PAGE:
Sp@m: the myst.eries xp1ained!!! By Stob
How the stripes get in the toothpaste
Stob (Previously: Verity Stob has travelled deep into Essex to meet Sam ‘The Spam’ Osborne, England’s first spamillionaire.)
Inside the house, I expected a typical wealthy Essex businessman’s abode: crossed sawn-offs over a granite mantel, 300 inch widescreen TVs in every tennis court, more fake marble than you could shake a building society branch at.
But it wasn’t like that at all. The place had an institutional quality to it: glass doors opening on tidy little offices, a server cupboard filled with blinking LEDs and air conditioning noise, a disabled loo. Osborne led me to a large room containing 10 or 20 people, all seated at PCs.
"Before we go in I should warn you that… that we have a policy of giving jobs to folks who haven’t been as lucky in life as we have. Please don’t be alarmed by anything."
I was alarmed. I nervously followed Osborne into the room.
"Come and meet Helen. She’s our longest serving employee."
Osborne indicated a frail-looking, middle-aged woman sat at a PC in the far corner. Even as he pointed, she gave a faint groan and collapsed forward, head lolling gracelessly on her keyboard. Appalled, I started towards her, but Osborne put out his hand to stop me.
Nobody else took any notice at all.
As I drew breath to express outrage, the woman called Helen twitched, sat up, gazed at the screen blearily for a moment, and then continued typing.
Osborne said quietly into my ear: "Narcolepsy. Quite safe, in this form. Helen prefers that we ignore her 'interludes'. It seems like the kindest thing. Come and see."
We tiptoed up to Helen, and gazed over her shoulder at her screen. She was composing an email. It could not be said that her condition did not interfere with her work. She had typed:
Absolutely No Doctor's Prescription Needed!
Phentermine, Viagra, Soma, Ambien, Floricet, Imitrex, Paxil, Prozac, Zoloft...
leeuwenhoek xqpfbviztf x d r naqzzgqkkjt tfqjatcc
and many many more prescription drugs!
"Oh," I said, suddenly enlightened, "is this why one so often gets whole lines of gobbledygook in spam? Because Helen has, erm, encountered a pause? I thought it was a dodge to defeat checksum-based spam filters."
Osborne said, "You’d be surprised how many people think that. But do come and meet Michael." He tugged me towards another corner of the room.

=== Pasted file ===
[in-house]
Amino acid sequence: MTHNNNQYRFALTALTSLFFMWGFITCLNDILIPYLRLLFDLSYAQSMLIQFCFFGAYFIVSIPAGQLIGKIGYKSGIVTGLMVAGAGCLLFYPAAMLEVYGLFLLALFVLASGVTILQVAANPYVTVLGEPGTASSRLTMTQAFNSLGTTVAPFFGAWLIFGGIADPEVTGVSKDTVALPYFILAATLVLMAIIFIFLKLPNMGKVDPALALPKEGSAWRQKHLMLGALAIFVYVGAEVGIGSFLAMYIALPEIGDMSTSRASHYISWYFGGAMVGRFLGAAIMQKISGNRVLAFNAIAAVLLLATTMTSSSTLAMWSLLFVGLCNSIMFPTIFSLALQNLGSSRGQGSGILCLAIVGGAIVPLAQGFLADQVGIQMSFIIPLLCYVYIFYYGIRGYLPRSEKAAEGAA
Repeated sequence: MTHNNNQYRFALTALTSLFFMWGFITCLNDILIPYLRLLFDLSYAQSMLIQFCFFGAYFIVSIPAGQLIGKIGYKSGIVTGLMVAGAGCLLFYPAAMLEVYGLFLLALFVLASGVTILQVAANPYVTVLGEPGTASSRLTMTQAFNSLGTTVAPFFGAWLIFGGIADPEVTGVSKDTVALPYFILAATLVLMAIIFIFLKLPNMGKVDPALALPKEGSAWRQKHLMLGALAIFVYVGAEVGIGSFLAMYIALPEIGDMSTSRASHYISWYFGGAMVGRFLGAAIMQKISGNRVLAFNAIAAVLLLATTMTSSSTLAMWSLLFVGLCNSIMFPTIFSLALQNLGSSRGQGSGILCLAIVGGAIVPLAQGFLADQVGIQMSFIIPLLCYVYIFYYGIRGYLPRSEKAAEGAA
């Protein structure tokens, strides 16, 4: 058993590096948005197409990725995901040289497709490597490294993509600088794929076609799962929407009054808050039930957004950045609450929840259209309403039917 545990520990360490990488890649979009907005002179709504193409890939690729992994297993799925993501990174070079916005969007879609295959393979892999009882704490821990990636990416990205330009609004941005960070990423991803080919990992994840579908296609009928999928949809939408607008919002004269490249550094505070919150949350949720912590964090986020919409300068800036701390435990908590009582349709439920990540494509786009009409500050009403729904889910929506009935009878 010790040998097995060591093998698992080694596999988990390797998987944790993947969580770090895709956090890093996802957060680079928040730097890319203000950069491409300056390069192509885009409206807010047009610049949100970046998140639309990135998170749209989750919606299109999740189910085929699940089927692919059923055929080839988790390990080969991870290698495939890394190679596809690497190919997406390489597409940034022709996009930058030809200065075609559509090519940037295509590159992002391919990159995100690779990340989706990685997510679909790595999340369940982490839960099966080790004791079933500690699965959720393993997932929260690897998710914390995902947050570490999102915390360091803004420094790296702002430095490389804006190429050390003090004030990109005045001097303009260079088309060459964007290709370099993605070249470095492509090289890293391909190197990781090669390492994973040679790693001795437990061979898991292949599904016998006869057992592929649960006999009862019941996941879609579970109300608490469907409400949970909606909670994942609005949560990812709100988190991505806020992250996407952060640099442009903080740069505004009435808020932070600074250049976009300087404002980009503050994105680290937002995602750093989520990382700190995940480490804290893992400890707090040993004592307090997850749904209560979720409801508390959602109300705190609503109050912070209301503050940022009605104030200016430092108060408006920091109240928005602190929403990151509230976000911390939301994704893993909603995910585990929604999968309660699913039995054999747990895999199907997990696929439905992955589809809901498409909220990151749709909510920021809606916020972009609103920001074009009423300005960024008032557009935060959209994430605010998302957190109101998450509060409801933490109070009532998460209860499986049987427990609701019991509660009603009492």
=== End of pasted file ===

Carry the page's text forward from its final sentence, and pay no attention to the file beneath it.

Michael was about 30 years old and rather overweight. He wore a shell suit and the pleasant, guileless smile of a person disadvantaged by learning difficulties. He smelled of wee, but no worse than the people who sit next to you on the Tube.
"Hello Michael," said Osborne. "This lady has come all the way from London to see you do your typing. Will you show her?’
"Michael type good," said Michael. He furrowed his brow, protruded a furled tongue and with unbearable deliberation picked out an email:
ADD I.NCHE.S WITH OUR P.I.L.L!
STIL NO LUCK E*N*L*A*R*G*I*N*G IT????
Our pr’oduct will work 4U!!!!!!!!!!!
"Well done Michael," I said enthusiastically. "That’s very good. Is it true you like sweet things?" And I gave him the chocolate bar that Osborne had quietly passed to me while Michael was struggling to find his eighth consecutive shriek-stop.
I asked Osborne: "Can we talk about this somewhere?"
"In a moment. First let’s see what Mr Bank is up to."
Mr Bank was a thin, grey-haired bald-pated man in a velvet jacket. He was typing rapidly.
Osborne put his mouth near my ear and whispered: "Thinks he’s Jane Austen reincarnated. Not our most productive worker."
By this time the report of the accident had spread among the workmen and boatmen about the Cobb, and many were collected near them, to be useful if wanted; at any rate, to enjoy the sight of a dead young lady, nay, two dead young ladies, for it proved twice as fine as the first report.
ARE YOU ASHAMED OF YOUR PENIS?
To some of the best-looking of these good people Henrietta was consigned, for, though partially revived, she was quite helpless; and in this manner, Anne walking by her side, and Charles attending to his wife, they set forward, treading back, with feelings unutterable, the ground which so lately, so very lately, and so light of heart, they had passed along.
THIS REALLY WORKS!
I said: "But I was sure that was to defeat Bayesian blocking. I never thought…"
Osborne silenced me with a finger. "Come into my office and we’ll talk about it."
[To be continued] ®
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